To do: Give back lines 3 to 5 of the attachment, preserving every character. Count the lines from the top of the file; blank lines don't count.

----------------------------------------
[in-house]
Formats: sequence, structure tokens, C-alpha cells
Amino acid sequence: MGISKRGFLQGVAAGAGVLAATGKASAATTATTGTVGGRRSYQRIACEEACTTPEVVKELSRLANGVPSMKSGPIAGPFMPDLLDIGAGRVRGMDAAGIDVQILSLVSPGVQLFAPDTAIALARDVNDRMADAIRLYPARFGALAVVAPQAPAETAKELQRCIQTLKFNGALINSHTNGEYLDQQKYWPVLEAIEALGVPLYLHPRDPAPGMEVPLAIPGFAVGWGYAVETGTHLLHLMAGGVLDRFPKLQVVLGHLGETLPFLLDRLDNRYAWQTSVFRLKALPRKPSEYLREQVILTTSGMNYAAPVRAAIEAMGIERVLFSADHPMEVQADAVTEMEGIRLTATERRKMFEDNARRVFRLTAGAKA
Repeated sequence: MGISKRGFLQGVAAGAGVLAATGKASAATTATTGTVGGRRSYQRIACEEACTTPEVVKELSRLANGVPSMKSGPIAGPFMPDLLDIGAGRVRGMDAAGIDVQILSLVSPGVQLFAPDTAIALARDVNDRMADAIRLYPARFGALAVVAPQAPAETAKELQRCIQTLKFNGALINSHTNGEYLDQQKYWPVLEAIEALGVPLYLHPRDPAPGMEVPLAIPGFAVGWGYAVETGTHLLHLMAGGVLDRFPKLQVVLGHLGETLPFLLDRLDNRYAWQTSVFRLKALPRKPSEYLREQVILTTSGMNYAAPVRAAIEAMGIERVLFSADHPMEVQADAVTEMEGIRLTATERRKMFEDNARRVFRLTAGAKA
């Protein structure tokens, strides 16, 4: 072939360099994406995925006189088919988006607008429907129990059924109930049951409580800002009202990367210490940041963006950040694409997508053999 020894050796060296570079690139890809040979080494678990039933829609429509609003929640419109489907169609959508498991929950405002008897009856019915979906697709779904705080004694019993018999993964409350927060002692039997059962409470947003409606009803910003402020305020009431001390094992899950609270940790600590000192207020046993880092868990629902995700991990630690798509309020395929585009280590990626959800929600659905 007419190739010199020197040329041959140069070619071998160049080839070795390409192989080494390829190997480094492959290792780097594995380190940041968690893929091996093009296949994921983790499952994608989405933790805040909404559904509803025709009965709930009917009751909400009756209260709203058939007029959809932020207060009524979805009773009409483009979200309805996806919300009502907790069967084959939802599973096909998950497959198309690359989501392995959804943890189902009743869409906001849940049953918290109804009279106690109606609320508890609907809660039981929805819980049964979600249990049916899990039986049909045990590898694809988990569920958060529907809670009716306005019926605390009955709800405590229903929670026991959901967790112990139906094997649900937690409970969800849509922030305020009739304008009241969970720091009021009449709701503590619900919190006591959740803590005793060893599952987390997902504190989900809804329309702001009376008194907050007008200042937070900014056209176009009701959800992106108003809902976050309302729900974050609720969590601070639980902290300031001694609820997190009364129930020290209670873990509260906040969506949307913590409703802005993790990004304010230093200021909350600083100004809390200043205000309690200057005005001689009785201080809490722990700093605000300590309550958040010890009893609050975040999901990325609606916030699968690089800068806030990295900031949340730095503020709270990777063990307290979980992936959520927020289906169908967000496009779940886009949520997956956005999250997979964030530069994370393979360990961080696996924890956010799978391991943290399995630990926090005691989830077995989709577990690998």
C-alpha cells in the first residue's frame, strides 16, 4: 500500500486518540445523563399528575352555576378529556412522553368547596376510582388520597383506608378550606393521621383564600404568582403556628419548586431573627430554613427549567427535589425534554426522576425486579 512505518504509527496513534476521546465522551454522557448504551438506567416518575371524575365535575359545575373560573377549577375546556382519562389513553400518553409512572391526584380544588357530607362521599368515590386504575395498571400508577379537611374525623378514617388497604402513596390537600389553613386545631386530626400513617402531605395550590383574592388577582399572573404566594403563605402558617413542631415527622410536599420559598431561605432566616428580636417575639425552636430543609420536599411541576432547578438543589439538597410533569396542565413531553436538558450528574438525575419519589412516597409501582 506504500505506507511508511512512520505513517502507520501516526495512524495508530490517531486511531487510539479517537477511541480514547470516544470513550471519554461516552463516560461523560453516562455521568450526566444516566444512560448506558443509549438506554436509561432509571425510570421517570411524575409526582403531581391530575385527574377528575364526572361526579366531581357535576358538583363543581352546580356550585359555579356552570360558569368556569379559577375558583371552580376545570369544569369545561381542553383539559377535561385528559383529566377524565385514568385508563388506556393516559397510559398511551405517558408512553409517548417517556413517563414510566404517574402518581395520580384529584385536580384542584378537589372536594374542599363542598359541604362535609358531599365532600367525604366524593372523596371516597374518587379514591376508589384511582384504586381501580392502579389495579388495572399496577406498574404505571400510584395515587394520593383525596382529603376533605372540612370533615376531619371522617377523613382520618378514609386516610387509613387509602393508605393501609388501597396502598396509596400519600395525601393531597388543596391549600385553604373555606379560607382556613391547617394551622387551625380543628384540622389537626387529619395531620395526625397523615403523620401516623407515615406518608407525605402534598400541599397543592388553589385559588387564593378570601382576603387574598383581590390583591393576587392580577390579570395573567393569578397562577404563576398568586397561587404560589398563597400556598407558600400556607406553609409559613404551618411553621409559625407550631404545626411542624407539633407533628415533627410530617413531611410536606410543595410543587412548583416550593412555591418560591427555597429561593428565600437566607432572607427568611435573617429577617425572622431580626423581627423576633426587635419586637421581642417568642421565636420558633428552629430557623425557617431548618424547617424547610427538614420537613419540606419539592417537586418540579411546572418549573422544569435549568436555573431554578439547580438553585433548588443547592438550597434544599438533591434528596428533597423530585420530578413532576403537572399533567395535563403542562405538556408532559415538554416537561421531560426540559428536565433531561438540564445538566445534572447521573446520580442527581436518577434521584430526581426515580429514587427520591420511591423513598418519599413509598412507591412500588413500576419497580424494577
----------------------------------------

Amino acid sequence: MGISKRGFLQGVAAGAGVLAATGKASAATTATTGTVGGRRSYQRIACEEACTTPEVVKELSRLANGVPSMKSGPIAGPFMPDLLDIGAGRVRGMDAAGIDVQILSLVSPGVQLFAPDTAIALARDVNDRMADAIRLYPARFGALAVVAPQAPAETAKELQRCIQTLKFNGALINSHTNGEYLDQQKYWPVLEAIEALGVPLYLHPRDPAPGMEVPLAIPGFAVGWGYAVETGTHLLHLMAGGVLDRFPKLQVVLGHLGETLPFLLDRLDNRYAWQTSVFRLKALPRKPSEYLREQVILTTSGMNYAAPVRAAIEAMGIERVLFSADHPMEVQADAVTEMEGIRLTATERRKMFEDNARRVFRLTAGAKA
Repeated sequence: MGISKRGFLQGVAAGAGVLAATGKASAATTATTGTVGGRRSYQRIACEEACTTPEVVKELSRLANGVPSMKSGPIAGPFMPDLLDIGAGRVRGMDAAGIDVQILSLVSPGVQLFAPDTAIALARDVNDRMADAIRLYPARFGALAVVAPQAPAETAKELQRCIQTLKFNGALINSHTNGEYLDQQKYWPVLEAIEALGVPLYLHPRDPAPGMEVPLAIPGFAVGWGYAVETGTHLLHLMAGGVLDRFPKLQVVLGHLGETLPFLLDRLDNRYAWQTSVFRLKALPRKPSEYLREQVILTTSGMNYAAPVRAAIEAMGIERVLFSADHPMEVQADAVTEMEGIRLTATERRKMFEDNARRVFRLTAGAKA
């Protein structure tokens, strides 16, 4: 072939360099994406995925006189088919988006607008429907129990059924109930049951409580800002009202990367210490940041963006950040694409997508053999 020894050796060296570079690139890809040979080494678990039933829609429509609003929640419109489907169609959508498991929950405002008897009856019915979906697709779904705080004694019993018999993964409350927060002692039997059962409470947003409606009803910003402020305020009431001390094992899950609270940790600590000192207020046993880092868990629902995700991990630690798509309020395929585009280590990626959800929600659905 007419190739010199020197040329041959140069070619071998160049080839070795390409192989080494390829190997480094492959290792780097594995380190940041968690893929091996093009296949994921983790499952994608989405933790805040909404559904509803025709009965709930009917009751909400009756209260709203058939007029959809932020207060009524979805009773009409483009979200309805996806919300009502907790069967084959939802599973096909998950497959198309690359989501392995959804943890189902009743869409906001849940049953918290109804009279106690109606609320508890609907809660039981929805819980049964979600249990049916899990039986049909045990590898694809988990569920958060529907809670009716306005019926605390009955709800405590229903929670026991959901967790112990139906094997649900937690409970969800849509922030305020009739304008009241969970720091009021009449709701503590619900919190006591959740803590005793060893599952987390997902504190989900809804329309702001009376008194907050007008200042937070900014056209176009009701959800992106108003809902976050309302729900974050609720969590601070639980902290300031001694609820997190009364129930020290209670873990509260906040969506949307913590409703802005993790990004304010230093200021909350600083100004809390200043205000309690200057005005001689009785201080809490722990700093605000300590309550958040010890009893609050975040999901990325609606916030699968690089800068806030990295900031949340730095503020709270990777063990307290979980992936959520927020289906169908967000496009779940886009949520997956956005999250997979964030530069994370393979360990961080696996924890956010799978391991943290399995630990926090005691989830077995989709577990690998």